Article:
Tuesday, February 21, 2006

Of Punks, Goths, and Businesspeople

Whenever I go downtown, I see punks and goths, and it makes me smile. For those that might not know, these are young kids that dress, well, in ways that most people would consider “weird”. And their “style” is defined a lot by the music they listen to. The punkers listen to, well, punk rock, and wear a lot of grungy shirts, chains, usually with multiple body piercings. Baggy, torn shorts are common, as are spiky, multi-colored hair styles.

Goths, on the other hand, wear black. Lots of it. Black shirts, black pants, black overcoats. Black hair, black eye makeup, black fingernails. White faces, though. Pale white. They also seem to wear black moods, and I think it’s against the rules for a goth to smile. The music they like is dark, moody, angtsy, and, of course, loud.

But I have to chuckle when I see these kids, because I used to be one of them. Not punk or goth, mind you, but in my day, I was a rocker. I was raised in the 70’s, but I really “grew up” in the ‘80’s. That’s the decade I claim. And I loved the hair band rockers. I still do. But back then, I also wanted to look like them. So, I grew my hair out long, wore long dangly earrings, tore up my shirts, tore holes in the knees of my jeans, and wore my high-tops untied. I wore zebra-striped and Union Jack bandannas, and a dirty old trench coat loaded up with so many buttons and pins it weighed more than my backpack.

And that’s even how I went to church!

And I thought I was cool.

It’s scary, now, to see the pictures of me back then…

And, I scared away a lot of people. They didn’t know quite how to relate to me. I was a nice guy, and very friendly, but there was something about me that wanted to scare people away. It’s like I was testing them. I wanted to see if anyone cared enough to get past it and get to know the real me.

Now, in the years since then, I’ve mellowed a lot. My hair is shorter, my clothes more business-like. I still like a good, loud rock band as well as the next guy, but I’m not so pushy in my appearances. I’m a little bit easier to get to know, now.

So, that makes me think about things in business. I’ve seen it over and over again: Cluttered little shops with quirky owners and quirkier trinkets on the disorganized shelves. They’re tucked away in a corner of a street with hardly any sign to tell that they’re even there. But when I start to talk to the cashier, or sift through the scattered and dusty shelves, I find some really cool stuff, and the people are really helpful and knowledgeable. And when I walk out, I reflect on my luck at finding such a cool place to buy whatever I was looking for.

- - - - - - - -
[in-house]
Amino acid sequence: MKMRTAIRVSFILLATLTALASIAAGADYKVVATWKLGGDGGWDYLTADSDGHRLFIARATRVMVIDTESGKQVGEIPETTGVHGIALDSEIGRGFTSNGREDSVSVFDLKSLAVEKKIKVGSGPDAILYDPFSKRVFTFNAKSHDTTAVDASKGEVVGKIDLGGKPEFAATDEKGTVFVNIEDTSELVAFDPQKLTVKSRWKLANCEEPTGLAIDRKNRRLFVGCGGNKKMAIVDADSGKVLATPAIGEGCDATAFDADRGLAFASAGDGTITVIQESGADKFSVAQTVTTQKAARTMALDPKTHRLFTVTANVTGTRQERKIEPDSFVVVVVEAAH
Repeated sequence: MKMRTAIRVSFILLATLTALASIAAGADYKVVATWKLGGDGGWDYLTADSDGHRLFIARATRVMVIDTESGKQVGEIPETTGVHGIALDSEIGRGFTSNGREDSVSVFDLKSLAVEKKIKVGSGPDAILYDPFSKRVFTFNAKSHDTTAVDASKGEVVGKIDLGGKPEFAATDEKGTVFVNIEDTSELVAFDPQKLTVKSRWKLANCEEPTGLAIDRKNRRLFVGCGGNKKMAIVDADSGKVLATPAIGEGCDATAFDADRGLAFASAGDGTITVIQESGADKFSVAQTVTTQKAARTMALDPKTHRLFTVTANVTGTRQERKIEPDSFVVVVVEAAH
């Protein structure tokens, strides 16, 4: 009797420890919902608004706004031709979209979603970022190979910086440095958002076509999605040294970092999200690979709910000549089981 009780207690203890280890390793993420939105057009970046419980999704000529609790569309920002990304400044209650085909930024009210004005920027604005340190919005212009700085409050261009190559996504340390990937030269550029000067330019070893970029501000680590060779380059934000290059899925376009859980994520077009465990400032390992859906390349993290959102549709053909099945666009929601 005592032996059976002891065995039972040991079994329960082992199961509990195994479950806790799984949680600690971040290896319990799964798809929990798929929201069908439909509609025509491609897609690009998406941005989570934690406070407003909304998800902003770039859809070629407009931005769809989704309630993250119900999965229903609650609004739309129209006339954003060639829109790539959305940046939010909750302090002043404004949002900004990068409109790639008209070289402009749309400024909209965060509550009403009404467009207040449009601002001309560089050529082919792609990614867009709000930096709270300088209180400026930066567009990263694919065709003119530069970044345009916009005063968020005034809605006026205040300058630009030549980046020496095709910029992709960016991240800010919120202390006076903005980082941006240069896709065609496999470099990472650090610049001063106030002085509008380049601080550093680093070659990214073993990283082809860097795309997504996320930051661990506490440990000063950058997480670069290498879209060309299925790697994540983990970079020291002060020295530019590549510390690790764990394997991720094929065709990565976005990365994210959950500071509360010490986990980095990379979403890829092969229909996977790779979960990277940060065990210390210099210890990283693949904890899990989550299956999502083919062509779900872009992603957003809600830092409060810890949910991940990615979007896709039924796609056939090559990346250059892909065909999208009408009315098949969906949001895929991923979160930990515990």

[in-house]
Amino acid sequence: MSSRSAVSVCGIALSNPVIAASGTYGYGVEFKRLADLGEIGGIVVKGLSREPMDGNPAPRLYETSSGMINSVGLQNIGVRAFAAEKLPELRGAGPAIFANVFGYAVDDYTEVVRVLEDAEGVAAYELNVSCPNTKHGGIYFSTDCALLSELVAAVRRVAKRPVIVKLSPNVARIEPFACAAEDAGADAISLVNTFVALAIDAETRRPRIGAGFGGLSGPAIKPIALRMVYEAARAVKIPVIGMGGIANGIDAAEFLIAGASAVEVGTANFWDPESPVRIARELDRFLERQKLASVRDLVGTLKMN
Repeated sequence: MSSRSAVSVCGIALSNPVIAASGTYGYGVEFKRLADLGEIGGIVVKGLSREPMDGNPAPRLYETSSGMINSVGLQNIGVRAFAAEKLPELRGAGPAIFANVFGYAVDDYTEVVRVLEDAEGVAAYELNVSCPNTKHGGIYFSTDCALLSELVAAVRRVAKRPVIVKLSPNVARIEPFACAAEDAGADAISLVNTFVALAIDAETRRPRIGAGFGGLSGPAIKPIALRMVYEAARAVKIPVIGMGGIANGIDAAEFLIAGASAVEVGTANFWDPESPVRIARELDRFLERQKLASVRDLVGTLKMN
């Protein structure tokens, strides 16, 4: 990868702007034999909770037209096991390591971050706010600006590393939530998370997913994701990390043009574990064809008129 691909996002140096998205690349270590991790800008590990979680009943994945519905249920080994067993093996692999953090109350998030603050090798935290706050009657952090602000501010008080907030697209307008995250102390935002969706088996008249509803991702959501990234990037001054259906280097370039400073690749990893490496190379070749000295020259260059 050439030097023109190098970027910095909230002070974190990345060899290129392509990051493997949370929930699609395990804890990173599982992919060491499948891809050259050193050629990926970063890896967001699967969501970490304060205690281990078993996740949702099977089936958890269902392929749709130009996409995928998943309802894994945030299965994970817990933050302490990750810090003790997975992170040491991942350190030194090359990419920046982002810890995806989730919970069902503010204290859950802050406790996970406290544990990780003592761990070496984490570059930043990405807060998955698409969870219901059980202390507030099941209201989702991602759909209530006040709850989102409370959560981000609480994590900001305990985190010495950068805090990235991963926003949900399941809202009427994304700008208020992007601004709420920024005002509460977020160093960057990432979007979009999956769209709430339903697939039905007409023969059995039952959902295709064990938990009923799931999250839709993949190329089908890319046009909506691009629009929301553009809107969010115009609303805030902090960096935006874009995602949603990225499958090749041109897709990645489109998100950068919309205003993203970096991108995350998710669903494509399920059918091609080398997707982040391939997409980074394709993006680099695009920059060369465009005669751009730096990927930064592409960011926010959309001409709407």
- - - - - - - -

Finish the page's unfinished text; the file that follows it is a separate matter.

But I’ve realized that it’s a lot like being a punker or a goth. It’s like these businesses are challenging me to find them, like they’re trying to scare me away first to see if I really want to dig past it all and find the quaint little shop therein.

On the other hand, there’s the huge retailers that advertise so much I can sing their jingles in my sleep. Their shops are clean and well-lit, and stocked with lots of stuff that I want, most of the time, but not all the time. Their prices are usually pretty reasonable. But when I want to ask a question to someone, they don’t know the answer. Or if I just strike up a conversation, they’re too busy stocking a shelf or ringing up the next customer in line to chat.

So, what’s the best? Do I want to run a business like a punker? Really cool, but hard to find? Or like the big retailers, that are easy to get to, but with no heart?

There really is a “best of both worlds”. You can truly be available to your customers, and still have a great-looking, classy business that’s well-promoted. You don’t have to choose one or the other. You don’t want to be the web’s “best-kept secret”.

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